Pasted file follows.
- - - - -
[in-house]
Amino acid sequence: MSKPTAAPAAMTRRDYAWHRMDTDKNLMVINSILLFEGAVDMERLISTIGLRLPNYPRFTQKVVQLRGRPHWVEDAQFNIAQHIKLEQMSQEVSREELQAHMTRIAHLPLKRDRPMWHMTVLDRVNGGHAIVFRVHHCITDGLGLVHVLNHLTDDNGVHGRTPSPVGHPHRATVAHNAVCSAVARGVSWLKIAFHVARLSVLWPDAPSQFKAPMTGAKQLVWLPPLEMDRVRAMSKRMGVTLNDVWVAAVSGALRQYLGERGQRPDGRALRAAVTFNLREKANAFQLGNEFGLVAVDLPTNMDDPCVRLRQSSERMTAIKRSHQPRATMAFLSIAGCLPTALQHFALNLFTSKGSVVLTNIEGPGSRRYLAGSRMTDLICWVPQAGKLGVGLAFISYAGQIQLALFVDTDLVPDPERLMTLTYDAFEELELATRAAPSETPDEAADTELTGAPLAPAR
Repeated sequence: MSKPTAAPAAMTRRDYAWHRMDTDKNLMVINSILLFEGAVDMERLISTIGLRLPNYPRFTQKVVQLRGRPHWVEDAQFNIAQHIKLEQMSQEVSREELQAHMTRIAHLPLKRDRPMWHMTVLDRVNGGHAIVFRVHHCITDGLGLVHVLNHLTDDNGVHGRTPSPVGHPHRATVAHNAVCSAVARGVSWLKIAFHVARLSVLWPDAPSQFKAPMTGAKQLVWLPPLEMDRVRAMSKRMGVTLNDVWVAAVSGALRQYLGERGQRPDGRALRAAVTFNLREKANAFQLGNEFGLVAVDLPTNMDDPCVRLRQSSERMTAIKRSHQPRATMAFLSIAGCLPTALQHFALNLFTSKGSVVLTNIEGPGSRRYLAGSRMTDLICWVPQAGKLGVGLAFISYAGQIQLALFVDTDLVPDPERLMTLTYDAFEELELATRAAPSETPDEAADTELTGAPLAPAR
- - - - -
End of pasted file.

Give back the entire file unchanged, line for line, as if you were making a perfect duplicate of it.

[in-house]
Amino acid sequence: MSKPTAAPAAMTRRDYAWHRMDTDKNLMVINSILLFEGAVDMERLISTIGLRLPNYPRFTQKVVQLRGRPHWVEDAQFNIAQHIKLEQMSQEVSREELQAHMTRIAHLPLKRDRPMWHMTVLDRVNGGHAIVFRVHHCITDGLGLVHVLNHLTDDNGVHGRTPSPVGHPHRATVAHNAVCSAVARGVSWLKIAFHVARLSVLWPDAPSQFKAPMTGAKQLVWLPPLEMDRVRAMSKRMGVTLNDVWVAAVSGALRQYLGERGQRPDGRALRAAVTFNLREKANAFQLGNEFGLVAVDLPTNMDDPCVRLRQSSERMTAIKRSHQPRATMAFLSIAGCLPTALQHFALNLFTSKGSVVLTNIEGPGSRRYLAGSRMTDLICWVPQAGKLGVGLAFISYAGQIQLALFVDTDLVPDPERLMTLTYDAFEELELATRAAPSETPDEAADTELTGAPLAPAR
Repeated sequence: MSKPTAAPAAMTRRDYAWHRMDTDKNLMVINSILLFEGAVDMERLISTIGLRLPNYPRFTQKVVQLRGRPHWVEDAQFNIAQHIKLEQMSQEVSREELQAHMTRIAHLPLKRDRPMWHMTVLDRVNGGHAIVFRVHHCITDGLGLVHVLNHLTDDNGVHGRTPSPVGHPHRATVAHNAVCSAVARGVSWLKIAFHVARLSVLWPDAPSQFKAPMTGAKQLVWLPPLEMDRVRAMSKRMGVTLNDVWVAAVSGALRQYLGERGQRPDGRALRAAVTFNLREKANAFQLGNEFGLVAVDLPTNMDDPCVRLRQSSERMTAIKRSHQPRATMAFLSIAGCLPTALQHFALNLFTSKGSVVLTNIEGPGSRRYLAGSRMTDLICWVPQAGKLGVGLAFISYAGQIQLALFVDTDLVPDPERLMTLTYDAFEELELATRAAPSETPDEAADTELTGAPLAPAR